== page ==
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If the divine law requires that we love God with all our hearts, and yield a perfect obedience to his will ; and if our original natural obligations to love and obey him are so great, that according to reason and justice, we deserve eternal wrath for the least defect; and if we measure ourselves by this rule, and judge of our character and desert by this standard, instead of finding any thing about ourselves to recommend us to God, we shall feel that we are infinitely worthy of the divine wiath. And the more penitent any saint in this world is, the more sensible he will be that this is the truth. And accordingly, Saint Paul, who was doubtless the most humble, penitent, broken-hearted saint that ever lived, viewing things in this light, felt, atter all his attainments, that he stood in as absolute need of Christ and free grace, as any other singer in the world. I through the law am deud to the law. I count all things but loss, that I win Christ, and be found in hini. And in this view he strenuously asserted, that by the deeds of the law no flesh could be justified in the sight of God. Not one more than another ; not himself, more than the vilest wretch on earth.
Christ, who never went astray, is not the person spoken of. (Letters on Theron, p. 55. 117.)
But from Mr. Sandeman's manner of reasoning, (p. 88.) it is easy to foresee that he will object, that is repentance is before forgiveness, no child of A tam can be forgiven. For according to him, this sets pardon “ as high above the reach of one whose conscience is awake, as the perfections required by the divine law itself. It must cost me as much labour to come within the reach of it, as to conform my heart to the law of God. Of all corruptions of the Gospel, this is the most dangerous." However, he may be told, that dangerous as he thinks it is, the Gospel was thus corrupted, if he will call it by that name, by Christ and his apostles, who always taught, that repentance is before forgiveness, as will be proved in the sequel. And if he is for an easier way to heaven than Christ and his apostles taught, it is no good sign. Rather, it is the grand characteristic of a popular preacher, how odious soever the name may sound in his ears. So our Saviour declares, Mat. vii. 13, 14, 15.
If he should further object, that the plain design of the prophet Ezekiel was to convince the self-righteous Jews in Babylon, that if they perished in their sins, the fault would be wholly in them; I readily grant it. And one way he takes, to work this conviction in them, is to call upon them to repent, asserting that there is a suire connexion between repentance and forgiveness. Which was no new doctrine, as appears from Lev. xxvi. 40. 42. 1 Kings viii. 46. 50. Prov. Xxviii. 18. Isai. Iv. 7. Jer. iv. 4. The only question is, whether the author of the Epistle to the Hebrews was mistaken, or not, id affirming, that under the VOL. 11.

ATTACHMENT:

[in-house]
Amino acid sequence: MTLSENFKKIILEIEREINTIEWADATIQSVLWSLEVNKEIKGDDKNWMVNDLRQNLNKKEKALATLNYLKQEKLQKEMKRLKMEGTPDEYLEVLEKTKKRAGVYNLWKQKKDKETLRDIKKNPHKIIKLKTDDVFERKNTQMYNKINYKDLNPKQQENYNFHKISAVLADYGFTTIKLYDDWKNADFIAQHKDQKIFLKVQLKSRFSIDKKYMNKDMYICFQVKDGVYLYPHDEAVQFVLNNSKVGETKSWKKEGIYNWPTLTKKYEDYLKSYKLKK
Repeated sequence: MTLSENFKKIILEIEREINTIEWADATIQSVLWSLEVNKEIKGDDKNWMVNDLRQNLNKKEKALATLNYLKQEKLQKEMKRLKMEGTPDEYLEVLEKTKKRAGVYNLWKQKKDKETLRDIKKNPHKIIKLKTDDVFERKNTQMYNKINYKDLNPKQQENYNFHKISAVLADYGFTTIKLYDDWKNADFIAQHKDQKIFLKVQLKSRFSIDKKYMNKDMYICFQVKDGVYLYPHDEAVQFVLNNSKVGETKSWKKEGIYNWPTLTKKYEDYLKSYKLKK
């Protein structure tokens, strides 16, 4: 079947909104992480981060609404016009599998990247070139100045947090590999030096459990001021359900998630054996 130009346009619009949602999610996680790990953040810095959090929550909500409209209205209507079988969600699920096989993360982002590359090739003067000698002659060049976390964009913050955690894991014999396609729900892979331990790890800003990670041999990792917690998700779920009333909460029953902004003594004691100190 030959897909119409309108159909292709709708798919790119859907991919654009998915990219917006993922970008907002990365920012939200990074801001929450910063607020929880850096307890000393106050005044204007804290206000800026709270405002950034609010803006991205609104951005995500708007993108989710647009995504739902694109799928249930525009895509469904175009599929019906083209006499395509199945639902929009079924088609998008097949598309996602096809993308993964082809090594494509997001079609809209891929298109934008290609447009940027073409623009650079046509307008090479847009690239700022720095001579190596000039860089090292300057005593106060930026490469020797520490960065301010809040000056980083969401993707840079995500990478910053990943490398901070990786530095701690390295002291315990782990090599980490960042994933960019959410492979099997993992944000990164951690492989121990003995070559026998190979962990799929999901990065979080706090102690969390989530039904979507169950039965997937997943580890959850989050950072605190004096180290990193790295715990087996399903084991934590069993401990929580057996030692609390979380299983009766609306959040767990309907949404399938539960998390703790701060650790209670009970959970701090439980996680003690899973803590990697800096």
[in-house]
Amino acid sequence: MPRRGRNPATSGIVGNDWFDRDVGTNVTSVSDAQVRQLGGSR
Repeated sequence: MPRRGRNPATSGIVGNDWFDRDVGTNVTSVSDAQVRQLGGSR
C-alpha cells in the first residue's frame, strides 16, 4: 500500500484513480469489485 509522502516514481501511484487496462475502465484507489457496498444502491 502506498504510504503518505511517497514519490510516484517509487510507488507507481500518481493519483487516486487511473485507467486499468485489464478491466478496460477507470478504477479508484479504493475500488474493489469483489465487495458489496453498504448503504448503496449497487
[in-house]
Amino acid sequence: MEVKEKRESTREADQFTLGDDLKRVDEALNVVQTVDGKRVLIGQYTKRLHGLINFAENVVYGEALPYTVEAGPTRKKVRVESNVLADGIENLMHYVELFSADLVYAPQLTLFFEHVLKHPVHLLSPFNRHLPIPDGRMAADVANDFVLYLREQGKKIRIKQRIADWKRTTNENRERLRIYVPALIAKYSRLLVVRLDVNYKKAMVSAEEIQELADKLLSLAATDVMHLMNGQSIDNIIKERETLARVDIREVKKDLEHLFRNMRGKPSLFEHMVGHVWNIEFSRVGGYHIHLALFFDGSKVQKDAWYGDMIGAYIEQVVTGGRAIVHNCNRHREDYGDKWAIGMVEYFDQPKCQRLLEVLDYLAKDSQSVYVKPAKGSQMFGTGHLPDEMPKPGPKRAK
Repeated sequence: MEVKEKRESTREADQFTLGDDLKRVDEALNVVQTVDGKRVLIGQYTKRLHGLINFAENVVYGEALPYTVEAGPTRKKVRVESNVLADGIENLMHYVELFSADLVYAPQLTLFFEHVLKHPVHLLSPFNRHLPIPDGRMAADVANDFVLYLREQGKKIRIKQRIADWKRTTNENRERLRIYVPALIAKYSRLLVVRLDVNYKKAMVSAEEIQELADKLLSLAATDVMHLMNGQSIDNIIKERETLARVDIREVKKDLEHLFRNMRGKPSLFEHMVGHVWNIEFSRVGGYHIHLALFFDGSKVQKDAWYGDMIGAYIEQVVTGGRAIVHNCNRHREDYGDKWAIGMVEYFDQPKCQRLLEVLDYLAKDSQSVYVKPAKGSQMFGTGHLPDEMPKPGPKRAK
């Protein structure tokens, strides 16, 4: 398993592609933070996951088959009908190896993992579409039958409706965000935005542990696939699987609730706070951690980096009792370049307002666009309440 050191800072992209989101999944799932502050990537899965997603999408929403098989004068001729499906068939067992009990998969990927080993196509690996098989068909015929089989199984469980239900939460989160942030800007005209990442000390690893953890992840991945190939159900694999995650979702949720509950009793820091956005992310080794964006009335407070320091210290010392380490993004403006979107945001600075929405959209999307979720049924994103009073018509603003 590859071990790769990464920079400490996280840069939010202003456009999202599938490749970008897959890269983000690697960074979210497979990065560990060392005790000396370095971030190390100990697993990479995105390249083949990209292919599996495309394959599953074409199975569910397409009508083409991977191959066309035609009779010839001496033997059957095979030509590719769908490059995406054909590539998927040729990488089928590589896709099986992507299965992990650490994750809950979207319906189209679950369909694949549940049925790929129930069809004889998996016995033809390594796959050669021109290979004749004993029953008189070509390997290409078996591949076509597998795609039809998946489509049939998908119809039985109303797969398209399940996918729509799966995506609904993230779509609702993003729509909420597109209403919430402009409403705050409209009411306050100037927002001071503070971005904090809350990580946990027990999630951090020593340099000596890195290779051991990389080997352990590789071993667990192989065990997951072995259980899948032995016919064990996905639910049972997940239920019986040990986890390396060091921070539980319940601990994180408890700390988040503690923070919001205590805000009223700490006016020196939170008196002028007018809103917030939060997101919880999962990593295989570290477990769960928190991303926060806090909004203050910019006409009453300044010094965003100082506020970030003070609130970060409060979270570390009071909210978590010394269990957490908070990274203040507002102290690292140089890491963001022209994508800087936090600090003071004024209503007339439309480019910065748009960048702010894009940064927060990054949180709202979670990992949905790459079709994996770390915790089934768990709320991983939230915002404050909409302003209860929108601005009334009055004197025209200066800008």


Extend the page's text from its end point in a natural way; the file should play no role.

Wherefore, if saving faith implies in its nature, repentance and conversion, and contains the seeds of every Christian grace ; yet it can have no influence into our justification in the sight of God, as our virtue. Because considered as such, it is of no weight to counterbalance our blame, if our blame be infinitely great; no weight at all. The least sand in an hour glass, would do more towards counterbalancing the whole material system, all put into one scale, than the faith, repentance, and all the other graces of the best saint in the world would, towards counterbalancing the smallest sin ; if the smallest sin is an infinite evil. And if we say, “that the least sin is not an infinite evil,” we must, to be consistent, give up the divine law, and with that, the whole of divine revelation.
We can be justified by faith, therefore, no otherwise than, as faith is that, on our part, whereby we are united to Christ, and so become interested in him, in whom alone God is well pleased. Whose righteousness and atonement alone are sufficient to satisfy for our guilt, and qualify us for
Mosaic dispensation, without shedding of blood there was no remission. Heb. ix. 22.
Besides, if God could, consistent with the honour of his government, have granted remission of sins to a sincere penitent, without any atonement; by parity of reason, he might also as well have granted repentance, without any atonement. And so the death of Christ was wholly needless. Sinners might have had repentance and remission of sins, and eternal life, as well without, as with it. And thus Christ is dead in vain, and Christianity overthrown, on Mr. Sandeman's scheme. For if the death of Christ was needless, the Gospel, which brings us the news of his death, is a fiction. For it must have been foolishness and not the wisdom of God; it must have been inconsistent with every divine perfection, for God to have given his Son to die, had his death been needless. Mr. Sande. man therefore must give up his present scheme, or give up the Gospel, or be inconsistent. But how was it possible, that Mr. S. should rightly understand and cordially believe the Scripture doctrine of atonement, while his mind was so full of prejudice against the divine law ? Indeed he has not expressed his enmity against the divine law in such a shocking manner as Mr. Cudworth has done ; but to an attentive reader it may be plain, they both view it in the saine point of light: in itself an ugly law. And all their love to God and his law arises merely from a belief or hope they are delivered from its curse: or rather, strictly speaking, they have no love to God or to his law; but as Mr. S. accurately expresses," all his Godliness consists in love to that which first relieved him," viz. a belief there was forgiveness with God for impenitent sinners, while such. This he loved ; and this love is the whole of his religion.